OTC derivatives regulations in US and Europe

OTC derivatives regulations in US and Europe
There has been an ongoing dialogue for some time now between the European capital markets regulator European Securities and Markets Authority (ESMA) and the Commodity Futures Trading Commission (CFTC) of the US regarding the requirements for clearing of OTC derivatives. In the opinion of market participants, the lack of agreement, over issues such as margin requirements and the period for which a transaction can be considered to be at risk, is highly detrimental to the efficient functioning of the global capital markets. The evidence has also shown that increasingly there are two separate pools of liquidity operating in the US and European markets respectively, a sub-optimal and undesirable state of affairs. However, from the point of view of the trading participants, the important thing to keep in mind for the future is that the two regulators are in ongoing discussions and the contentious issues are specific and not pervasive. There is also a great deal of respect and understanding that has been displayed by both regulators for the other’s point of view, all of which bodes well for overcoming their differences. An agreement would allow for greater liquidity and higher levels of market efficiency, and should also provide a much needed boost to global derivatives trading.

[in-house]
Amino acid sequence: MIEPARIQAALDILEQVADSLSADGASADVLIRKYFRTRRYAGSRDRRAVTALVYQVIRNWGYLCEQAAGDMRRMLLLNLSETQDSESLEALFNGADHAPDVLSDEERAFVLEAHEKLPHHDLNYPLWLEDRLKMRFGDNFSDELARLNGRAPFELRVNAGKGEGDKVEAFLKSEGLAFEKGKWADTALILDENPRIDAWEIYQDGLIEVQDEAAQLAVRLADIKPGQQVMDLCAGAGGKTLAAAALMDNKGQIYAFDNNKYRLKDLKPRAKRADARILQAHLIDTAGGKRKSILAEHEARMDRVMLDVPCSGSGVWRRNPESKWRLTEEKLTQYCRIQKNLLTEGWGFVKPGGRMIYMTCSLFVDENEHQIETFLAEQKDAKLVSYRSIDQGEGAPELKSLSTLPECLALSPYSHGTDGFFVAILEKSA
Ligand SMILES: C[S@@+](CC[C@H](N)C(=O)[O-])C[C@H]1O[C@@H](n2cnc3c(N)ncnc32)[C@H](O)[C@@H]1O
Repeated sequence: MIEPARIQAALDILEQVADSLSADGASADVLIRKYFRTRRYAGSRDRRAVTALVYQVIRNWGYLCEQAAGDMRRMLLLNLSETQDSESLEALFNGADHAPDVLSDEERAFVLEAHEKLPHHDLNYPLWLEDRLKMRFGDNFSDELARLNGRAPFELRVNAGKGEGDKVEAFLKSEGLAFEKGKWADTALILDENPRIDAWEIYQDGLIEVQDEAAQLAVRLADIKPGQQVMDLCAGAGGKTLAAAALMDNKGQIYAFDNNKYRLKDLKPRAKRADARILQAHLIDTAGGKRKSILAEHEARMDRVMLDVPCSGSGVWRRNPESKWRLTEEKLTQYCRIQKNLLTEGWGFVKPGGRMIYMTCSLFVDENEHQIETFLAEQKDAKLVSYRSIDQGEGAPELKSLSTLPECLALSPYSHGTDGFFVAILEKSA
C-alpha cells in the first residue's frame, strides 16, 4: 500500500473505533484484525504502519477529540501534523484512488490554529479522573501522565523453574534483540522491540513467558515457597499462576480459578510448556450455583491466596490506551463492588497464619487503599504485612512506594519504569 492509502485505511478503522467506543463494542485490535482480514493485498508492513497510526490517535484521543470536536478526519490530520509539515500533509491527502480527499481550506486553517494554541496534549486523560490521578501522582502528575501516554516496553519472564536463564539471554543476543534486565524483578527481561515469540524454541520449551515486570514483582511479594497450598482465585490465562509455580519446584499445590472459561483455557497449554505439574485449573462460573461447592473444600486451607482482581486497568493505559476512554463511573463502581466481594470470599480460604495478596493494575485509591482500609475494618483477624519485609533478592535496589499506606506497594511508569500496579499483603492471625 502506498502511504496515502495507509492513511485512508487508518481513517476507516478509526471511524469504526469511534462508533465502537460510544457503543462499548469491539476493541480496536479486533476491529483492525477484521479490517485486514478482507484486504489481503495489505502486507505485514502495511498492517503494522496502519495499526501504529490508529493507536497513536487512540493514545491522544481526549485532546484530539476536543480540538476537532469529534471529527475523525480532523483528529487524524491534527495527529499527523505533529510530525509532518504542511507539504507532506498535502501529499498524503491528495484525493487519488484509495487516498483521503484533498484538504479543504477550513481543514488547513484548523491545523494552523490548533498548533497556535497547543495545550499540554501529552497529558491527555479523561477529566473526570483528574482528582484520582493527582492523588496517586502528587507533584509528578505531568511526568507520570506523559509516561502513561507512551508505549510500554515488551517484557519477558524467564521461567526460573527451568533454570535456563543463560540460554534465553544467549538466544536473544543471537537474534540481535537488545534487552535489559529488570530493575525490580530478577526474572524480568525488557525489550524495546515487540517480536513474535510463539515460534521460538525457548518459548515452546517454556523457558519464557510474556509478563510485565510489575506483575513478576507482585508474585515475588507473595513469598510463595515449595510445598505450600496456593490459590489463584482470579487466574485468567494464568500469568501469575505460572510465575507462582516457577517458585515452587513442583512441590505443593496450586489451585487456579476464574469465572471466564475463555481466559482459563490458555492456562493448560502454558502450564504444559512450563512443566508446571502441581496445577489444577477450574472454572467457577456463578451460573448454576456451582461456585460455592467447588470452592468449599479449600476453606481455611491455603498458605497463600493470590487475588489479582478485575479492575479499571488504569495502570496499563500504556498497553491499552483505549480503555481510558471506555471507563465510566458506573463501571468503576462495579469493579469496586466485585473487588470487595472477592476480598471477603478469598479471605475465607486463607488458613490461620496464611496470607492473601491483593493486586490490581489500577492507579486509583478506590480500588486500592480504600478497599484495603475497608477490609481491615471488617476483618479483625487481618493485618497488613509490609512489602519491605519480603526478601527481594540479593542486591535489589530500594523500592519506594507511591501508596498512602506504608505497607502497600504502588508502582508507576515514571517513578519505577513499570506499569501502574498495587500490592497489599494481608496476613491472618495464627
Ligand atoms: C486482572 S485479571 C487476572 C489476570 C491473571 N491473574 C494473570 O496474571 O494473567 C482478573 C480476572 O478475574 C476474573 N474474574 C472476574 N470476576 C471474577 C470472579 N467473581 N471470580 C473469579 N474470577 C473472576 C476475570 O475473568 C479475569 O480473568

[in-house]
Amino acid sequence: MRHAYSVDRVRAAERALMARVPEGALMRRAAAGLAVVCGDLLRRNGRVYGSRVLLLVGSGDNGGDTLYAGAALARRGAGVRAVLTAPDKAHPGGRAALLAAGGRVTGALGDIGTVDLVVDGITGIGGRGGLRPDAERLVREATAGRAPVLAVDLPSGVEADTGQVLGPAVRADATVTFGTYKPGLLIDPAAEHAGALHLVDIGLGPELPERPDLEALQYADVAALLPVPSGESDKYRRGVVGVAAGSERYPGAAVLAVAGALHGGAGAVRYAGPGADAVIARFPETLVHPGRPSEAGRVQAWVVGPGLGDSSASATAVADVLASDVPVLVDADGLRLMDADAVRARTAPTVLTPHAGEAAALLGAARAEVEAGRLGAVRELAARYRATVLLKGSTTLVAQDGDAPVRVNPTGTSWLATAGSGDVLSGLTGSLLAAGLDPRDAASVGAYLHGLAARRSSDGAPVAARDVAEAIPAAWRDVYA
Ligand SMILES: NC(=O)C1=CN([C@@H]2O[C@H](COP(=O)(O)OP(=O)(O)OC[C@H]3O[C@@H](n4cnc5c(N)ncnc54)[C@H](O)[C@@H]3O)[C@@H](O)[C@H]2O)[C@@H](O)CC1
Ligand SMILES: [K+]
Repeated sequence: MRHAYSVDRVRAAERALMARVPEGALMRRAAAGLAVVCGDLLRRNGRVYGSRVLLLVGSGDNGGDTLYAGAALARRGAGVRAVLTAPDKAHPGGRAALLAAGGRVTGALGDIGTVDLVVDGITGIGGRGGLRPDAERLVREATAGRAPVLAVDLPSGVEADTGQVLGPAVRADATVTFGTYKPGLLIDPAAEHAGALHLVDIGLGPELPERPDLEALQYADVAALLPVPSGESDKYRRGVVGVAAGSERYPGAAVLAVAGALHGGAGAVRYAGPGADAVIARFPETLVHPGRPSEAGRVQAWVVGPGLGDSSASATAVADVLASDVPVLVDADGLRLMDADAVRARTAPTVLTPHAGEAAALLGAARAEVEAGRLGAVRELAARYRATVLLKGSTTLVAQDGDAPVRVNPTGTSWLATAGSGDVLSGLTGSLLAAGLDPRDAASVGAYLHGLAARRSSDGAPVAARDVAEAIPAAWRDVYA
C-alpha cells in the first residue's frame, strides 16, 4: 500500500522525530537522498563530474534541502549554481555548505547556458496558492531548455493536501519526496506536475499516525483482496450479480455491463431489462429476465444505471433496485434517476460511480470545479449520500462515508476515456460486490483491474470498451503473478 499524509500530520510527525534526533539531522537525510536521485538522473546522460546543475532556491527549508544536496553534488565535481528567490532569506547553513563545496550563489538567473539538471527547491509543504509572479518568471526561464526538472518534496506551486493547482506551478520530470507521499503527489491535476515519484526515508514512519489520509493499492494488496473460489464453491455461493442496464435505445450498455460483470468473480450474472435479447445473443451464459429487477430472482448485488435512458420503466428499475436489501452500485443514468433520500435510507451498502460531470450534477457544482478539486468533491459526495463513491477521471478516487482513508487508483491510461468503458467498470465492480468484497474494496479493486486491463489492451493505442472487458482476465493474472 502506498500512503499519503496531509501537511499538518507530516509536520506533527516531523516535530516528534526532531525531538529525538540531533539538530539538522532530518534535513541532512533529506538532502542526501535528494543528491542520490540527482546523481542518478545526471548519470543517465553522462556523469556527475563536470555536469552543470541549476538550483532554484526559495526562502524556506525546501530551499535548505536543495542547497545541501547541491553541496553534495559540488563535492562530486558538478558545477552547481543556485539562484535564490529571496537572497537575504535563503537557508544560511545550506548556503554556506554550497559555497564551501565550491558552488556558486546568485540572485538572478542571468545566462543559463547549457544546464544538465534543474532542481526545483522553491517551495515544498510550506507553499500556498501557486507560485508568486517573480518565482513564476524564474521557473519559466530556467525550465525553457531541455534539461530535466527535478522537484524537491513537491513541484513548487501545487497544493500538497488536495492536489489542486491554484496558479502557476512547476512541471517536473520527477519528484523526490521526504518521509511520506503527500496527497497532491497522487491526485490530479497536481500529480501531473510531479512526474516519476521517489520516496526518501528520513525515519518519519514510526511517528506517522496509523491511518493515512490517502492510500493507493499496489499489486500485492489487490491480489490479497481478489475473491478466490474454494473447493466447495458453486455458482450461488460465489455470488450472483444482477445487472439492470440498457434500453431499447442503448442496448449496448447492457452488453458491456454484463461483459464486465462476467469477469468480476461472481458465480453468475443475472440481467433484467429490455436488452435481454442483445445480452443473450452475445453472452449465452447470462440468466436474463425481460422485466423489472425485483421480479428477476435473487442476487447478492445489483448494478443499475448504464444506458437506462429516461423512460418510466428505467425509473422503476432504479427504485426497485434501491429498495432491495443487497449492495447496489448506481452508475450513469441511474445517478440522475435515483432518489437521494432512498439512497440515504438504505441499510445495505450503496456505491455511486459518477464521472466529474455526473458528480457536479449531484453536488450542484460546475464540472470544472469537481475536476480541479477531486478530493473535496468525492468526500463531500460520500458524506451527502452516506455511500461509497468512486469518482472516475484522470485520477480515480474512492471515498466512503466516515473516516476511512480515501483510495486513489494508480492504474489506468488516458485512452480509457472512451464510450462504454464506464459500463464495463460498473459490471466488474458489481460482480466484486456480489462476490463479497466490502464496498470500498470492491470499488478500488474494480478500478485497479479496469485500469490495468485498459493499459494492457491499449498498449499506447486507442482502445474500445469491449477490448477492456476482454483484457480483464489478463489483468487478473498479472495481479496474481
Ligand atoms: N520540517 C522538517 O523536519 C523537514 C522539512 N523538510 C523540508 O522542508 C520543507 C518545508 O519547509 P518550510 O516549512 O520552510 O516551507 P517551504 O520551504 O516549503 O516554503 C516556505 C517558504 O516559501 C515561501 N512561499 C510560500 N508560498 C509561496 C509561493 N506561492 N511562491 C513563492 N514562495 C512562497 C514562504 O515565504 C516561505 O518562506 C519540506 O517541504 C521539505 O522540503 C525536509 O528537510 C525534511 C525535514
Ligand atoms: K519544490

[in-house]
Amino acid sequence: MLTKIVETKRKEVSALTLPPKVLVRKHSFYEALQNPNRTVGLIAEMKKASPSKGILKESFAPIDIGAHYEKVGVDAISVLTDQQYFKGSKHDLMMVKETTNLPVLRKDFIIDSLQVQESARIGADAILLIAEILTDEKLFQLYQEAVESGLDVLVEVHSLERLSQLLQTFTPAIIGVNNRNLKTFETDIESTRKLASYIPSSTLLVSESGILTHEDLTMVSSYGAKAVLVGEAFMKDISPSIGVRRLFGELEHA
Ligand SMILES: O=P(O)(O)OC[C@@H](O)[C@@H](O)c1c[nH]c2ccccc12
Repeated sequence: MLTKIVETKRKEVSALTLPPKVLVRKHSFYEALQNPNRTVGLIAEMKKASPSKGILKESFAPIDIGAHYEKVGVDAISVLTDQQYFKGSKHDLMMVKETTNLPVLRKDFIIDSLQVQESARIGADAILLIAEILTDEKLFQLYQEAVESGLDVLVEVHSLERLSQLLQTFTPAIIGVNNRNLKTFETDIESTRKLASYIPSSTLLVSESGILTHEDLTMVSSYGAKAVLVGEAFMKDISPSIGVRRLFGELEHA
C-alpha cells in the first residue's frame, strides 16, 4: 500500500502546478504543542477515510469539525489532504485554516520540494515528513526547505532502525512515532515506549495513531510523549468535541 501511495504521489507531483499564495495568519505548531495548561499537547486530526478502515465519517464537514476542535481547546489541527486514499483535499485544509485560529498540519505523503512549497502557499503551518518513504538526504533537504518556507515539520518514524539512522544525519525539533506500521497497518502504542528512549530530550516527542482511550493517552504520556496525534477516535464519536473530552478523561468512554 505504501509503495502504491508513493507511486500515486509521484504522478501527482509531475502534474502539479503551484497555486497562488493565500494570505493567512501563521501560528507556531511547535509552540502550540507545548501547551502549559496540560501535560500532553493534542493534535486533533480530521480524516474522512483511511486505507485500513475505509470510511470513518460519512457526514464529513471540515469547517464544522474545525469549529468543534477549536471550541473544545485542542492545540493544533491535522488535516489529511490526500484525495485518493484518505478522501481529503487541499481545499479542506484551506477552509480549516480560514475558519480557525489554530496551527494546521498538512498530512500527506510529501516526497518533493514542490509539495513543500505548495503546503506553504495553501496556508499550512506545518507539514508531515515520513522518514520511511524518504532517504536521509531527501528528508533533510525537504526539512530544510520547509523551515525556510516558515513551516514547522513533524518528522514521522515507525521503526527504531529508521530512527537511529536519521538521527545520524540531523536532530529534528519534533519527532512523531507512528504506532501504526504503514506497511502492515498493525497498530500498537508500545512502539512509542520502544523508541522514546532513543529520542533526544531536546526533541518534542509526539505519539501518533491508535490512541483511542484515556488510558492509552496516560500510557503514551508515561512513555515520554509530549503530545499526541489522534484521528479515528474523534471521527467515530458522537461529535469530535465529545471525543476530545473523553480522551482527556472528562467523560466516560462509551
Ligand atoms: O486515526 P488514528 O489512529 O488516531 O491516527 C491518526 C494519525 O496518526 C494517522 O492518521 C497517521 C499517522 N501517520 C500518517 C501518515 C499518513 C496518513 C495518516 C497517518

Smaller buy side firms and regulation

Smaller buy side firms and regulation